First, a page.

18 White Light Red light has a relatively long λ and low frequency while violet light has a short λ and a high frequency. Energy increases with frequency. Therefore violet light has more energy than red light (or yellow or green).

19 Wave Model of Light Much evidence supports the idea that light, or any EM radiation, is a form of energy that travels through space as a wave. This is the “wave model" of light. This model does not explain all of light’s characteristics: Why do hot objects emit only certain frequencies of light? (see Fig. 6 p. 141) Why do certain metals emit electrons when certain colors of light hit them (called the photoelectric effect)? (see Fig. 7 p. 142) Why do elements emit distinctive colors of light when burned?

20 The Particle Nature of light
Max Planck ( ) searched for an explanation for the color of light emitted from heated objects. The temperature of an object is a measure of the average kinetic energy of its particles. As an object got hotter, it emitted different colors of light. Different colors correspond to different wavelengths and, therefore, different frequencies of light.

21 Quantum/Quanta Max Planck concluded that matter can gain energy only in small, specific amounts called quanta. A quantum is the minimum amount of energy that can be gained or lost by an atom. Therefore, objects increase in temperature in small steps as they absorb quanta of energy The steps are so small the temperature increase seems continuous.

22 An Analogy Think of each quantum of energy as a step in a staircase.
Quanta Think of each quantum of energy as a step in a staircase. To walk up the staircase, you move up one step at a time. You do not move up a 1/2 step or 1 1/2 steps. When an object increases in energy, it increases 1 quantum at a time. 4 3 2 1

23 The Particle Nature of Light
Planck said the light energy emitted by hot objects is quantized - it is emitted in quantum units of energy. He showed that the energy emitted is related to the frequency of the light through this equation: Equantum = hf h is called Planck’s constant and is equal to x J-s (J stands for joule) f is the frequency in s-1

24 E = hf This equation shows that matter can emit or absorb energy only in whole number multiples of hf - quantities of energy between these values does not exist. This equation could explain the photoelectric effect as well as the color changes of objects as they heat up. The photoelectric effect is when electrons are emitted from a metal’s surface when light of a certain frequency shines on it.

25 The Photoelectric Effect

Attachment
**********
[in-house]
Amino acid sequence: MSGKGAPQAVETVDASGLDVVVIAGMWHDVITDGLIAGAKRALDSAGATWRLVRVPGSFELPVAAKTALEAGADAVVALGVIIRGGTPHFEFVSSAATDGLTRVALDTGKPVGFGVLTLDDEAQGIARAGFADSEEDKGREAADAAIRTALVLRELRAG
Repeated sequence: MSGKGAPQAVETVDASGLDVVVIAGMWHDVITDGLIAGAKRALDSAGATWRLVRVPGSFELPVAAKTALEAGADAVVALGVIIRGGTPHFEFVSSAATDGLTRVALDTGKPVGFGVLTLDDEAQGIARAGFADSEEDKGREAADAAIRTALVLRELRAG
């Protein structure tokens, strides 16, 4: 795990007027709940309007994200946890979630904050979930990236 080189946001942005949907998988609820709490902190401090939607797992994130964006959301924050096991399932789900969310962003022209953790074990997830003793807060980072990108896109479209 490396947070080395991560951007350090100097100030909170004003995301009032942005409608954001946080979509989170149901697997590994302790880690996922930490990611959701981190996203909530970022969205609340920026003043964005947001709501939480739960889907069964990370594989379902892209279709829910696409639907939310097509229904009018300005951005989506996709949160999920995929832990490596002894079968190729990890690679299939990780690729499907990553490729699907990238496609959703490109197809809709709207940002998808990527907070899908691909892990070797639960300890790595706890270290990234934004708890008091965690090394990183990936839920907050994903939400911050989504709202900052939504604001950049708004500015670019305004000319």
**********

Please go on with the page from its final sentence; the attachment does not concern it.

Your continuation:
According to the wave model, any color light should cause the emission of “photoelectrons” from a metallic surface. It was observed, however, that the light had to be of a minimum frequency (or higher) to cause the photoelectric effect.

26 The Particle Nature of light
In 1905, Albert Einstein combined Planck’s idea of quantized energy with the wave nature of light and proposed the Dual Theory of Light. He proposed that light is composed of tiny bundles of energy (called photons) that behave like particles but travel in waves. A photon is a particle of EM radiation with no mass that carries one quantum of energy.

27 Photons Einstein said that a photon’s energy would depend on its frequency. He modified Planck’s equation: Ephoton = hf Einstein proposed that there is a minimum or threshold frequency that a photon of light must have to cause ejection of photoelectrons. Photons below that frequency would not have enough energy to cause photoelectron ejection. High frequency violet light causes electron emission while red light does not.

28 (E = hf Practice Problems h = 6.626 x 10-34 J-s)
What is the energy of a photon of violet light that has a frequency of 7.23 x 1014 s-1? What is the frequency of a photon of EM radiation that has 6.29 x J of energy? What is the energy of EM radiation having a frequency of 1.05 x 1016 s-1?

29 Atomic Emission Spectra
The light of a neon sign is produced by passing electricity through a tube filled with neon gas. Neon atoms absorb energy and become excited. They are unstable. Unstable atoms release the energy as light (to stabilize themselves.) If the light emitted is passed through a prism, a series of colored lines are produced. See Fig. 8, p. 144

30 Atomic Emission Spectra

31 Atomic Emission Spectra
The atomic emission spectrum of an element is the set of frequencies of the electromagnetic waves emitted by atoms of the element. An AES consists of individual lines of color - it is NOT continuous. An AES is also referred to as a bright line or line spectra.

32 Atomic Emission Spectra
Each atom has a unique AES. (see next slide) The elements of an unknown compound can be identified by using the AES of known elements. A flame test is a large scale version of an AES and is used as a quick way to make identifications. Fluorine

33 Hydrogen Mercury Helium Visible spectrum is continuous (on the top)
Each element’s spectrum consists of several individual lines of color.

34 Atomic Emission Spectra
The fact that only certain colors appear (as lines) in an element’s spectrum means that only certain specific frequencies of light are emitted. Those frequencies can be related to energy by the formula: Ephoton = hv. The conclusion is that only photons having certain specific energies are emitted from “excited” atoms.

35 Photons